Jump to ContentJump to Main Navigation
Debates in the Digital Humanities$
Users without a subscription are not able to see the full content.

Matthew K. Gold

Print publication date: 2012

Print ISBN-13: 9780816677948

Published to Minnesota Scholarship Online: August 2015

DOI: 10.5749/minnesota/9780816677948.001.0001

Show Summary Details
Page of

PRINTED FROM MINNESOTA SCHOLARSHIP ONLINE (www.minnesota.universitypressscholarship.com). (c) Copyright University of Minnesota Press, 2020. All Rights Reserved. An individual user may print out a PDF of a single chapter of a monograph in MNSO for personal use.date: 25 November 2020

Why Are the Digital Humanities So White? or Thinking the Histories of Race and Computation

Why Are the Digital Humanities So White? or Thinking the Histories of Race and Computation

Chapter:
(p.139) Chapter 9 Why Are the Digital Humanities So White? or Thinking the Histories of Race and Computation
Source:
Debates in the Digital Humanities
Author(s):

Tara Mcpherson

Publisher:
University of Minnesota Press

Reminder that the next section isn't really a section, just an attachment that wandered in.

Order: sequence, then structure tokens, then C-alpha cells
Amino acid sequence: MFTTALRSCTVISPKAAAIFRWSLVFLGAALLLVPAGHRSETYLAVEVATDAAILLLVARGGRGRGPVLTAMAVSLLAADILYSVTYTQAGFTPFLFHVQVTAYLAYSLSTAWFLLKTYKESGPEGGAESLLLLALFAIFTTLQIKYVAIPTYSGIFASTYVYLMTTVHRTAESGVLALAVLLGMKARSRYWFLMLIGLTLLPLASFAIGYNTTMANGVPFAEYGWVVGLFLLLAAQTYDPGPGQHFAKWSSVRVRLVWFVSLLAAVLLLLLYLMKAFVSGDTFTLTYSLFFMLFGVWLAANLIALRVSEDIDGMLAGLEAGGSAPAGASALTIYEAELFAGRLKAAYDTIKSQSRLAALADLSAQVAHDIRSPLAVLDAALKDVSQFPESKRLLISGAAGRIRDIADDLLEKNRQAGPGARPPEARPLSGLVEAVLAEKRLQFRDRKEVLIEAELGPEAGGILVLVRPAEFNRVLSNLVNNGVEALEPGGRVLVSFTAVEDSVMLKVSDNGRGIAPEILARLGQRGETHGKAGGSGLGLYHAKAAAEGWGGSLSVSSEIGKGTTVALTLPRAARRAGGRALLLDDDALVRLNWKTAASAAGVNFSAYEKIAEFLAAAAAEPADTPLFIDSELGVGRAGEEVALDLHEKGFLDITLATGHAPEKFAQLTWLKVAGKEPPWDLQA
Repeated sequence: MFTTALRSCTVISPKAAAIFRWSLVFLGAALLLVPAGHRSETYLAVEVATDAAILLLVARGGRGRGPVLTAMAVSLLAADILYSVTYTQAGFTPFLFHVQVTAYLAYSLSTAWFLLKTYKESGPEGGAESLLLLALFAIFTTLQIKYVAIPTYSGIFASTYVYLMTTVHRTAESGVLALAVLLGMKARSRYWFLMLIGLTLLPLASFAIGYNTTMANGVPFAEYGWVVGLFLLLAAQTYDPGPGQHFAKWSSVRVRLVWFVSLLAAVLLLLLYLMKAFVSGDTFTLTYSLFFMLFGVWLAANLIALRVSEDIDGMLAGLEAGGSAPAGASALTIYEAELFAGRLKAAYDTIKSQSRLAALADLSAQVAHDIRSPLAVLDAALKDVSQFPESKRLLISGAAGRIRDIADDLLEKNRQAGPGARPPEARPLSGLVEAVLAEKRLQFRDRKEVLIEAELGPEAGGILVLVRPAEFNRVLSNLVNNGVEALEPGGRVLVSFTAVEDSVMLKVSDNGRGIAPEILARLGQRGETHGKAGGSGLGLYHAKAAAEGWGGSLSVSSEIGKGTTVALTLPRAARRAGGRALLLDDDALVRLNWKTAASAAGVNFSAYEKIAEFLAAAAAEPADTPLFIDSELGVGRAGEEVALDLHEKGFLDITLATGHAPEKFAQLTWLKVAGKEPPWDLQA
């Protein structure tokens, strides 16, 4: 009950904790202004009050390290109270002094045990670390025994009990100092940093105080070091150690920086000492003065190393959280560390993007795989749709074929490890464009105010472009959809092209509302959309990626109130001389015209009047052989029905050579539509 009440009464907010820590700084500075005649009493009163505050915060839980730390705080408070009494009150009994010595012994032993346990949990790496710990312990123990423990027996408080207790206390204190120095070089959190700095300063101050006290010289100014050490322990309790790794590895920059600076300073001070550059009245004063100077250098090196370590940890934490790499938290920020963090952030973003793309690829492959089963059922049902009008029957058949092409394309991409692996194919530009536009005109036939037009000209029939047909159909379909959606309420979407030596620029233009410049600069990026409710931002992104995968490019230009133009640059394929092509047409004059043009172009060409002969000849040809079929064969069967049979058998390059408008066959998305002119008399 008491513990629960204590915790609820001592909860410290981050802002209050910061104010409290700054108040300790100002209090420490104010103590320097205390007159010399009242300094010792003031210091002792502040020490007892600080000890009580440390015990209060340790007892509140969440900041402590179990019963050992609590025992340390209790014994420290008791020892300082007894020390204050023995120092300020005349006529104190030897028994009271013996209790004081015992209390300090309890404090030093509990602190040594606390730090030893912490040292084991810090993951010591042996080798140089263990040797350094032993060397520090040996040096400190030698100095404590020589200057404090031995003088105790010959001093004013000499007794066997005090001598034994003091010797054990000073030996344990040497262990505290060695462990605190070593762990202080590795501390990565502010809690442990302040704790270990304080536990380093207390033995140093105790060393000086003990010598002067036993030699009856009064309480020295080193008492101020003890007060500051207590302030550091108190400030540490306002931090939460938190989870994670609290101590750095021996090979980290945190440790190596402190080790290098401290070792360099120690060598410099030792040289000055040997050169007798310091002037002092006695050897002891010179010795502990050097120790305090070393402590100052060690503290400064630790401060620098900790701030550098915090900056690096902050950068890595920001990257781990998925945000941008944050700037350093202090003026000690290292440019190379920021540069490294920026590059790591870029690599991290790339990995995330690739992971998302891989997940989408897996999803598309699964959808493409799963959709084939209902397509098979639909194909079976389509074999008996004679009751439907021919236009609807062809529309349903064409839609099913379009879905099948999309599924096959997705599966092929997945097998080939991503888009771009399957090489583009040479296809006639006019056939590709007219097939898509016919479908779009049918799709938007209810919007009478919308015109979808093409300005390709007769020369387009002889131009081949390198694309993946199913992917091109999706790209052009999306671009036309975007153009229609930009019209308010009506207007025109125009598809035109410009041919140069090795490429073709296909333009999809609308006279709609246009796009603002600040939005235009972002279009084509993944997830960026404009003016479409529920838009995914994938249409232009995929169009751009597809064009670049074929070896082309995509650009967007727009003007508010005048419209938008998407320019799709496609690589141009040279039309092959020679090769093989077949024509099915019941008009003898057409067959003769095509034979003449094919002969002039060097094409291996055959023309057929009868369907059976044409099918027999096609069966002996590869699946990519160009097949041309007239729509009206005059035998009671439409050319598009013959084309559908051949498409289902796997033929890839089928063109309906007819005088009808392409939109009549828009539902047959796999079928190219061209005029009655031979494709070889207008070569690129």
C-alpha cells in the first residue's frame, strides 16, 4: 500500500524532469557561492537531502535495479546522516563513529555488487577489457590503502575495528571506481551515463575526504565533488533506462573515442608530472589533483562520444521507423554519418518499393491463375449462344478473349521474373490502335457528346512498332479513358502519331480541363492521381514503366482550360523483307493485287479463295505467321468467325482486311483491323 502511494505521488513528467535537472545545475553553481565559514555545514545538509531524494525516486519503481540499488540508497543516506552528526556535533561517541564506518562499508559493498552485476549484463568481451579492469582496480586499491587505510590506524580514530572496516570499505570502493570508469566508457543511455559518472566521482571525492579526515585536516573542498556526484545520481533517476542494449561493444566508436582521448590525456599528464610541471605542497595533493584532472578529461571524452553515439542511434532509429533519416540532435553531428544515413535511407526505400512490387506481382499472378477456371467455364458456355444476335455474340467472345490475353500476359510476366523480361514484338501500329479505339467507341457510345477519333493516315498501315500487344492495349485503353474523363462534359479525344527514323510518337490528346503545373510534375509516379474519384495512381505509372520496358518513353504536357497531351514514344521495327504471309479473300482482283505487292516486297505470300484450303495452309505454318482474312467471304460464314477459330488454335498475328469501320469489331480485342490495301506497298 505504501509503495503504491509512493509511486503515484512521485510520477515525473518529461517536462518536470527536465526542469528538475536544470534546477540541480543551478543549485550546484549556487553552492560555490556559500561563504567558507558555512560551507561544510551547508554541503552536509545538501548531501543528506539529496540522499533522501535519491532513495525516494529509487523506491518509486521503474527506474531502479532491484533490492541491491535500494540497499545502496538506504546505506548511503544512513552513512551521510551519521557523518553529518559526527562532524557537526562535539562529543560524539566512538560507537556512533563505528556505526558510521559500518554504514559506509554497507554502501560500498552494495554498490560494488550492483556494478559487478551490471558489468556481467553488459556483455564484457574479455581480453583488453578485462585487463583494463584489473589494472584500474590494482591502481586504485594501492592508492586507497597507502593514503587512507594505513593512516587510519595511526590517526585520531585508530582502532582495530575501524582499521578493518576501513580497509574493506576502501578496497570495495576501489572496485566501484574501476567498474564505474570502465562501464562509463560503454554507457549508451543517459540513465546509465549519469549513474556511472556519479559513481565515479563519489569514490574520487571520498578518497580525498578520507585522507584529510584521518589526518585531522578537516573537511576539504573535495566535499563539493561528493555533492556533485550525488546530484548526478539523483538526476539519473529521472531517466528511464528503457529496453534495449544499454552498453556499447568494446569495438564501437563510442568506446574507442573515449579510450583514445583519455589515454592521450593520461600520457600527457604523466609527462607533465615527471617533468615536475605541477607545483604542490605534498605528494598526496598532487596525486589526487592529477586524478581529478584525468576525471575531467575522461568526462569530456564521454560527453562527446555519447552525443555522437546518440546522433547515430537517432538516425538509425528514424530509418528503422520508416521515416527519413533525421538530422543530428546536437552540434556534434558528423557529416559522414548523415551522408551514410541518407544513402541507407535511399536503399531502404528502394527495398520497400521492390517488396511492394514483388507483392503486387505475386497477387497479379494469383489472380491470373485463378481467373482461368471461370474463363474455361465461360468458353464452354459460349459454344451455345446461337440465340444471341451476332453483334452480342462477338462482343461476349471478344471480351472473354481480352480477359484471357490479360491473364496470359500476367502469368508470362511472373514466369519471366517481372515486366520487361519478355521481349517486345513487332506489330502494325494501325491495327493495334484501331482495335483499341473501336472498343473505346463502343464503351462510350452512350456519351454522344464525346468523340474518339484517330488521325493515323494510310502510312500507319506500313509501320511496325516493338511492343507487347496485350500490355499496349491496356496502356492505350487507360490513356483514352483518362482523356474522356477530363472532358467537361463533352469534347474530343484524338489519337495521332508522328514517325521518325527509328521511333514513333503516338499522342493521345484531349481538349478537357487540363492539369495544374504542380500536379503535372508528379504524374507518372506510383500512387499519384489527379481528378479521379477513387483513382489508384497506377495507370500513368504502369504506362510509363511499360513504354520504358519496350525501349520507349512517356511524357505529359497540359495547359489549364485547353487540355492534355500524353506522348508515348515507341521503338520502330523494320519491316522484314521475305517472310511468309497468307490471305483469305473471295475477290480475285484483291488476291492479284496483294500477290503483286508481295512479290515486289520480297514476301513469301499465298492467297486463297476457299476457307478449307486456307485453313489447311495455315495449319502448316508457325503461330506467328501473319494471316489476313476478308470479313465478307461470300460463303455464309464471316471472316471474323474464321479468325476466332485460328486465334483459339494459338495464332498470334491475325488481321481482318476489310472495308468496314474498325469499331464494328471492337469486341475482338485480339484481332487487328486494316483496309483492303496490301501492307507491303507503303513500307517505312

DOI:10.5749/minnesota/9780816677948.003.0017

This chapter argues that the difficulties encountered in knitting together discussions of race with technological productions within the digital humanities (or in studies of code) are an effect of the very designs of our technological systems—designs that emerged in post-World War II computational culture. These origins of the digital continue to haunt scholarly engagements with computers, underwriting the ease with which we partition off considerations of race in our work in digital humanities and digital media studies. The chapter draws analogies between shifting racial and political formations and the emerging structures of digital computing in the late 1960s to highlight the ways in which the organization of information and capital in the 1960s responds—across many registers—to the struggles for racial justice and democracy that so categorized the United States at the time.

Keywords:   digital humanities, race, digital media studies, computational culture, racial justice, 1960s

Minnesota Scholarship Online requires a subscription or purchase to access the full text of books within the service. Public users can however freely search the site and view the abstracts and keywords for each book and chapter.

Please, subscribe or login to access full text content.

If you think you should have access to this title, please contact your librarian.

To troubleshoot, please check our FAQs, and if you can't find the answer there, please contact us.